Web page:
Becoming Real – In a Virtual World
Virtual Reality is an oxymoron. There are things that are virtual, and things that are real. There is nothing in virtual that is real. Things that are virtual are not real, they are fake, made-up, fraud, deception, or just representations of reality. The real thing is so much better than what is in a book or movie.
Watching the Normandy invasion in Saving Private Ryan from the safety of your living room is not the same as being in that battle. Reading about a sexual encounter, watching sex on your phone, or even masturbation is not the same as connecting with someone you love. Seeing and smelling the food at a great restaurant is not the same as eating there. I have assisted in over two hundred deliveries, but I don’t know what it’s like to have a baby because I have never experienced it. Human beings cannot understand what we don’t experience. We must feel the whole variety of human experiences to live, learn, grow, and understand.
We can sometimes be in the experience and not understand it. I had a professor of obstetrics and gynecology at the Harbor General Hospital in Los Angeles whom the students and residents called The Dragon Lady. She felt it was her duty to teach all doctors about abortions and birth control so no unwanted child would ever be born. I told her I did not want to participate in abortions so she tricked me by telling me to go into a D&C procedure. During the procedure I felt dark, depressed, and grief, like a loss. I didn’t know why until I saw a tiny arm going through the clear plastic suction tube. Then I knew what it felt like to abort a baby. We didn’t talk about it; nobody said anything. We just filed out of the room after the procedure and wrote down all the stats — just check the boxes. Blood loss, sponges, heart rate, blood pressure… numbers. That’s how we deal with feelings.
On the other hand, I also experienced the deliveries of many beautiful babies. The joy that is felt at the delivery is palpable. Everyone smiles, even the nurse assistant walking past the room starts to smile, and doesn’t even know why. The Dragon Lady did not smile. She probably didn’t even feel the joy of birth, nor did she feel the grief of abortion. She was numb, dead, a zombie. She used drugs to manipulate her feelings.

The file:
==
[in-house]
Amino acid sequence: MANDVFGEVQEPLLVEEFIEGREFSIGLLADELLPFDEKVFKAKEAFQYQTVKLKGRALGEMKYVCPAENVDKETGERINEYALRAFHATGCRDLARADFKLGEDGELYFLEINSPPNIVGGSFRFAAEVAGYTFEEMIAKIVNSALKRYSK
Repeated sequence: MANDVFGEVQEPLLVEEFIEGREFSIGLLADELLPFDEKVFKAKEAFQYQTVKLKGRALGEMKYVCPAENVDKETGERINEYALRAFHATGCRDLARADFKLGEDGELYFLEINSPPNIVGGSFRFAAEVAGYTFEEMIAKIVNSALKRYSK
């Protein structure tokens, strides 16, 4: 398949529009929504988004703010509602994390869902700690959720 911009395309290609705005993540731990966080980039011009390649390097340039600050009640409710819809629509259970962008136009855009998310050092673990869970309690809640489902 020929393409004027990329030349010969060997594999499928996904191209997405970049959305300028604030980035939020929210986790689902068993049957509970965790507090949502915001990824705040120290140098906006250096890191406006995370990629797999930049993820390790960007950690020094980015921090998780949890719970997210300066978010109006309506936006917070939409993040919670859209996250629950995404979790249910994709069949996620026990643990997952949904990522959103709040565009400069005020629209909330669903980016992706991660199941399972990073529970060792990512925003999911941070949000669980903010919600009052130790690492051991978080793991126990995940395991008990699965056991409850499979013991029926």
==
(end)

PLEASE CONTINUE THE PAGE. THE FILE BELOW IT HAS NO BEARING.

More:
There are all sorts of drugs to imitate real experiences. Doctors are told to be sure nobody is having a bad day. Everyone should feel good. Thus, there are drugs for every feeling:
- Drugs to calm you down
- Drugs to lift you up
- Drugs to comfort your sorrow
- Drugs to soothe your pain
- Happy pills to relieve depression
- Drugs to make you sleep
- Drugs to wake you up
- Drugs to calm your fears
- Drugs to relieve anxiety
Drugs are virtual reality. Sleeping pills knock you out and make you unconscious, but do not give you rest. Caffeine can pick you up and allow you to pretend you are awake, but you are still half-asleep all day; it’s not real. Thus, most people in the world are half-asleep all day, and half-awake all night. In reality, they are dead — Zombies.
The idea that people should not feel pain, sorrow, grief, or suffering is completely misguided. We need to feel every human experience. Life is in the experience of it. Going through life sitting on a couch watching others have virtual, made-up, and fake experiences is not living. It is death. As virtual reality becomes more common, there are more zombies in the world. Their world is not real. They live in a fantasy. There is nothing there to experience for real. It is in the struggle that life is found. Life comes from the extremities. Hot and cold. Sorrow and joy. Pain and pleasure. Light and dark. Awake and asleep. Work and rest. If all we ever experience is peace, rest, happiness, and comfort, then we are always lukewarm, not living life.
Spiritual life is filled with imitations. Many say there is no such thing as a spirit because you can take psychedelic drugs and simulate a spiritual epiphany. They don’t know the difference between the counterfeit and reality. The experience of knowing God is not the same as taking a drug. I don’t want the drug. I want to know God. Eating a lollipop when you really hungry is not the same as having a steak dinner. The candy is like a virtual meal, it has flavor and calories, but without substance. It does not satisfy the hunger. The candy is one-dimensional, giving a semblance of being able to satisfy, but without anything substantial. I don’t want candy, I want real food. I don’t want Disneyland, “The Happiest Place on Earth,” with its perfectly-groomed lawns and actors with perfect smiles painted-on. I want real happiness. I only want real experiences.
- I don’t want the virtual.
- I’m not interested in partial.
- I don’t like staged experiences.
- I want what is real.
- I want to feel real pain, grief and sorrow.
- I want to experience true love, joy and happiness.
- I want to know reality on an intimate level, the highs and the lows.